Facts & Details about the Japanese Tsunami Ultimately, the radiation released as a result of Three Mile Island was
not high enough to present detectable health effects in the general population. That accident rated as a level 5 of 7 on the International Nuclear Event Scale, an "accident with wider [than local] consequence." At Chernobyl, a level 7 "major accident," radiation exposure affected thousands of people. Fukushima Daiichi has been elevated to level 4³"accident with local consequences. But it remains to be seen how much higher on the scale this incident will go. In Tokyo, 180 miles away from the plant, peak radiation levels were recorded at 23 times above normal at one point on Tuesday, but they reportedly dropped to about 10 times above normal later in the day. For decades, Three Mile Island and Chernobyl have served as shorthand for the nightmare of nuclear power generation gone awry. In the wake of Japan's deadly earthquake and tsunami last week, the still-unfolding disaster of Fukushima Daiichi has come closer than any nuclear crisis in history to making it a fearsome trio. It remains to be seen how much damage will be caused by the crisis at the Fukushima nuclear power complex, where four of the six reactors have seen a range of woes including three explosions in four days, damage to two containment vessels, possible overheating from spent fuel rods, and mounting peril for the last remaining 50 workers due to dangerous spikes in radiation emissions. Yet it is already possible to outline key differences that set the current Fukushima situation apart from the 1979 Three Mile Island emergency near Harrisburg, Pennsylvania, and the disaster in Chernobyl, Ukraine, that unfolded seven years later.
Reactor Type Japan's Fukushima Daiichi nuclear power complex, which began operating in the 1970s, is made up of six boiling-water reactors, or BWRs³a type of "Light Water Reactor." (Using ordinary water, it is distinguished from "heavy water reactors," which use deuterium oxide, or D20, instead of H20.) Three Mile Island used another type of Light Water Reactor known as a pressurized-water reactor, or PWR. Both of these reactors use water for two purposes. It acts as a coolant, carrying heat away from the nuclear fuel, and as a "moderator," slowing down the release of neutrons during fission reactions, explained Neil Wilmshurst, vice president of the nuclear sector at the U.S. Electric Power Research Institute, the industry's nonprofit research organization.
So while the earthquake had cut the reactors' external
. or 3. This means the temperature can be higher than the boiling point of water without generating a significant amount steam (a less efficient coolant)." where higher temperature begets more power. 1. although Russia does have several RBMK reactors in operation. "could go into positive feedback. said Wilmshurst. an industry trade group based in London. decreasing power. Most nuclear reactors in the United States today use either BWR or PWR technology. the fission reaction slows down. Cooling was not working for reactor Nos. the tsunami appears to be the immediate culprit. no other power reactor in the world combines a graphite moderator and water coolant as Chernobyl did. said Wilmshurst. Chernobyl's reactors were a type called RBMK (for the Russian.In a PWR. it damaged the site infrastructure. and heat can be transferred more efficiently.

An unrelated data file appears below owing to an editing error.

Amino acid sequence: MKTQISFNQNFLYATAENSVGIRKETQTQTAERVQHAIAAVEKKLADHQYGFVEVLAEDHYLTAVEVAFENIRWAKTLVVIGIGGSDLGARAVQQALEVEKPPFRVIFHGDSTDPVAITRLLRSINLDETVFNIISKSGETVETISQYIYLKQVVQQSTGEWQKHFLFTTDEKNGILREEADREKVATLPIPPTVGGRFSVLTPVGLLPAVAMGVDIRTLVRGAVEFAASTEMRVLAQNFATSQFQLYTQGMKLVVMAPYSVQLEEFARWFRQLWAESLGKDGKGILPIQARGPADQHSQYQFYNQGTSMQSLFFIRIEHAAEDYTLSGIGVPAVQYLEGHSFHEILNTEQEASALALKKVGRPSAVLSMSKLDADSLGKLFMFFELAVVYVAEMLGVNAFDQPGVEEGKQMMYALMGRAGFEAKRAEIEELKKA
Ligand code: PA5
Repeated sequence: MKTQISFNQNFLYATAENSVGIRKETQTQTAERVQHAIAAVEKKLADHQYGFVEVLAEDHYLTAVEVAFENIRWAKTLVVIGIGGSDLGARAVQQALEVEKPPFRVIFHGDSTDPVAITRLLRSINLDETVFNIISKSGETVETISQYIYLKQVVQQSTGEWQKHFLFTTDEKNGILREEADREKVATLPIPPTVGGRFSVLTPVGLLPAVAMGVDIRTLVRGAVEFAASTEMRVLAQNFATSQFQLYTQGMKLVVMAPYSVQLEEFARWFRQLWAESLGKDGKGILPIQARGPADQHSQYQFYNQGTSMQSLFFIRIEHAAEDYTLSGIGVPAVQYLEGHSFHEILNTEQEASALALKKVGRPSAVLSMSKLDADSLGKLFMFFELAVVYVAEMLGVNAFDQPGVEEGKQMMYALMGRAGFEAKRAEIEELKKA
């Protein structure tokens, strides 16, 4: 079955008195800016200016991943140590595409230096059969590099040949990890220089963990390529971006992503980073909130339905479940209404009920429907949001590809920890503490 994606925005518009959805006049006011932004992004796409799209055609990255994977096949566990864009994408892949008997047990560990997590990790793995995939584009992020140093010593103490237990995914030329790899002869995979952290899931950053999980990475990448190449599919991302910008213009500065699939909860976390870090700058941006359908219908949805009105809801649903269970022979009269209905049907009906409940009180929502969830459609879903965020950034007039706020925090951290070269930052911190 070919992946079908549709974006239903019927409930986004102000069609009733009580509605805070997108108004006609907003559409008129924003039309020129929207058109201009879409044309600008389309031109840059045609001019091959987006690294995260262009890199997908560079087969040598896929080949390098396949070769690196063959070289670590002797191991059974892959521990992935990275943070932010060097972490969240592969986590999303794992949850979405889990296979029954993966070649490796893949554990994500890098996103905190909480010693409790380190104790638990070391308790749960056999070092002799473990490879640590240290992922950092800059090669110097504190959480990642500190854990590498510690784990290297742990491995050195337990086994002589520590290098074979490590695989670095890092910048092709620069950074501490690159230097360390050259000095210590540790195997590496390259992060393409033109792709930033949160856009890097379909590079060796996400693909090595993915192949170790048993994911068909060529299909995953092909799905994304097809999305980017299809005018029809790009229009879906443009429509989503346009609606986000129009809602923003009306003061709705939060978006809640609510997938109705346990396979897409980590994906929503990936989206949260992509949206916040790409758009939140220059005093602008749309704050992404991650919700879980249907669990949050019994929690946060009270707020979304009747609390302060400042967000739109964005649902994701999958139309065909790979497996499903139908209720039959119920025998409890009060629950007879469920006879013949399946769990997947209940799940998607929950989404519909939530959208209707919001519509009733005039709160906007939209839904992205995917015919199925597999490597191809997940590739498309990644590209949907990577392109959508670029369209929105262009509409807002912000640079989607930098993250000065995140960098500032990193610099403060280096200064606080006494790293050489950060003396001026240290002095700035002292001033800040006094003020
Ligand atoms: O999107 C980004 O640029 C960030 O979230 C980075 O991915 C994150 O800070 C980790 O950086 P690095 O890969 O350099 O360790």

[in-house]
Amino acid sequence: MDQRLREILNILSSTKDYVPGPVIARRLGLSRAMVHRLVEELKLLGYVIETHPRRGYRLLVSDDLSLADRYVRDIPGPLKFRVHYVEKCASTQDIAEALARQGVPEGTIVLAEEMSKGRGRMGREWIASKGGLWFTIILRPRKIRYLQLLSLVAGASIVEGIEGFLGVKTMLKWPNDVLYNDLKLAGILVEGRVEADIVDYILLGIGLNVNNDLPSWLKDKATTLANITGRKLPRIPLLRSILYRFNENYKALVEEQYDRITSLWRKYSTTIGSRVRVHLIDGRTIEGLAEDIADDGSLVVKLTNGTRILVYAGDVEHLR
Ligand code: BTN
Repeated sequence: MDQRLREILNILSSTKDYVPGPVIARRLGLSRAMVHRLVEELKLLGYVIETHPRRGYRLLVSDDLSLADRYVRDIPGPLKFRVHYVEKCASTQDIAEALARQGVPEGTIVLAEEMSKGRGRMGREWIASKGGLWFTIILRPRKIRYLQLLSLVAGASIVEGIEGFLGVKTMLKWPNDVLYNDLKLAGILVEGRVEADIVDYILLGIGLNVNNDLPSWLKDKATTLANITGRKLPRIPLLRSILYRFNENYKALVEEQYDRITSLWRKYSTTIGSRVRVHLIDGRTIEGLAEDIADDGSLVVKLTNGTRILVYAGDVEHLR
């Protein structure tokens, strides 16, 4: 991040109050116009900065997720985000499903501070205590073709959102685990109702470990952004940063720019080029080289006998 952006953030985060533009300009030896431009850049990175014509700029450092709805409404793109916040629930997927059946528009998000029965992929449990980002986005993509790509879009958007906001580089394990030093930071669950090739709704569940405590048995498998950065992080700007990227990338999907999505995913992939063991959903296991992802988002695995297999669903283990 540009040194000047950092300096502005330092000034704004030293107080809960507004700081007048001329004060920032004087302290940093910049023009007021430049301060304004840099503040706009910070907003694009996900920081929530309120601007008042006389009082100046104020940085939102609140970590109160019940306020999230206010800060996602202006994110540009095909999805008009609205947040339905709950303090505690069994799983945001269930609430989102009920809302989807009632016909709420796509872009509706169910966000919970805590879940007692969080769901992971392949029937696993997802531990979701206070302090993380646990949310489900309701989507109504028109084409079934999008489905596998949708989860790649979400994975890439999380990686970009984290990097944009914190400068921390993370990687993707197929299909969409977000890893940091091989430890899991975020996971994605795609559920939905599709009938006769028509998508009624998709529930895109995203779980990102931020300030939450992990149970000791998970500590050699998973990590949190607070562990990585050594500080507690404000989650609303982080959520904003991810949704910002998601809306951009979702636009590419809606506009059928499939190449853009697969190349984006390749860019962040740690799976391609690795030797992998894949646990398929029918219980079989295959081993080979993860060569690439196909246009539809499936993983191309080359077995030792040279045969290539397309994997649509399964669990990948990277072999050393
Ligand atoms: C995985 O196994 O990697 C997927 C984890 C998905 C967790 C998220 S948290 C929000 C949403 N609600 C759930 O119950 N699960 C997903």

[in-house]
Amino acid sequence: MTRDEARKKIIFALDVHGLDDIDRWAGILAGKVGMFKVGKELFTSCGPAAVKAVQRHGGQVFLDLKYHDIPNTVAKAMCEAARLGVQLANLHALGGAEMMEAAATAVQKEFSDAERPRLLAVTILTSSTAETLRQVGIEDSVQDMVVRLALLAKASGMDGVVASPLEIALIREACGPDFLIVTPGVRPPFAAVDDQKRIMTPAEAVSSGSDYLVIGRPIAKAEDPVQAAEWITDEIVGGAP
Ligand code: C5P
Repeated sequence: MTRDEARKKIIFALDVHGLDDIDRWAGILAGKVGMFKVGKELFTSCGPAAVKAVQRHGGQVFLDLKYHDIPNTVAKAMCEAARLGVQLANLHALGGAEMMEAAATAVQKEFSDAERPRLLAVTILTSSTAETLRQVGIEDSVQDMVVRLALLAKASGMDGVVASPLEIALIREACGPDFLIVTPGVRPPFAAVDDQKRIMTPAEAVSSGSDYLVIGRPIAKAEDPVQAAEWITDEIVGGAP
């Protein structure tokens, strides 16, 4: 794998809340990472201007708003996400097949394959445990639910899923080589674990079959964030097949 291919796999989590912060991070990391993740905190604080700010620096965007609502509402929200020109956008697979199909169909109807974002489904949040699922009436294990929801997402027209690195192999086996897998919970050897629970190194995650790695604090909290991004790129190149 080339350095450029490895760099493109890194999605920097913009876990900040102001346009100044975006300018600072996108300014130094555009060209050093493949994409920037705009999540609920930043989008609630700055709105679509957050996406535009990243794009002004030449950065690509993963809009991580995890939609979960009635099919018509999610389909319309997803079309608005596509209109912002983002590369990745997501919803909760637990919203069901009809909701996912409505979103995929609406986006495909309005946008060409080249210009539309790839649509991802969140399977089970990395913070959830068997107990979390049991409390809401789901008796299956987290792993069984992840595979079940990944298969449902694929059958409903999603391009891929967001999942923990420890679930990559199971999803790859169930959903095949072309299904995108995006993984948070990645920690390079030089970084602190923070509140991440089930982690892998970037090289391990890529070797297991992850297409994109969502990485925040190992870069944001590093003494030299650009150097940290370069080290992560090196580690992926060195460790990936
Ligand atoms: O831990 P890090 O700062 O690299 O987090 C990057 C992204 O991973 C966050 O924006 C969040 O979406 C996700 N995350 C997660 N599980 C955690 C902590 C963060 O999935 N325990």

Accident Cause At this point in the Fukushima disaster. and so on. 1 and 3 water levels were covering only about half of the fuel. the RMBK used graphite as a moderator.M. But unlike the Light Water Reactors. he said." Both types of reactors have a kind of self-regulation or "negative feedback" loop: As the reactor gets hotter. 1. 3 and 4 were "severely damaged". According to the World Nuclear Association. reactor Nos. with fewer parts. Reactor Nos. 1 and 2. which in turn increases the temperature. The RMBK design. 5 and 6. Wilmshurst said.
As of 10 P. When the tsunami hit an hour later. the JAIF listed the following status of the six Fukushima Daiichi reactors: Buildings around reactor Nos. 2 was "slightly damaged". 2. said Wilmshurst. since the plants shut down as they were designed to do following the earthquake. Structural integrity of the spent fuel pools was unknown for reactor Nos. which also used water for the coolant. on the other hand. 3 and 4 had low water levels. the building housing reactor No. and they tend to be simpler. the water is kept under pressure. So the reactor core operates at a higher temperature in these systems.
Water levels were covering more than half of the fuel in reactor No. local time on Thursday 17th March 2011. pool temperature was continuing to rise for reactor Nos. "reaktor bolshoy moshchnosty kanalny"). which Wilmshurst and EPRI say are "equally safe. Boiling-water reactors operate at lower temperatures.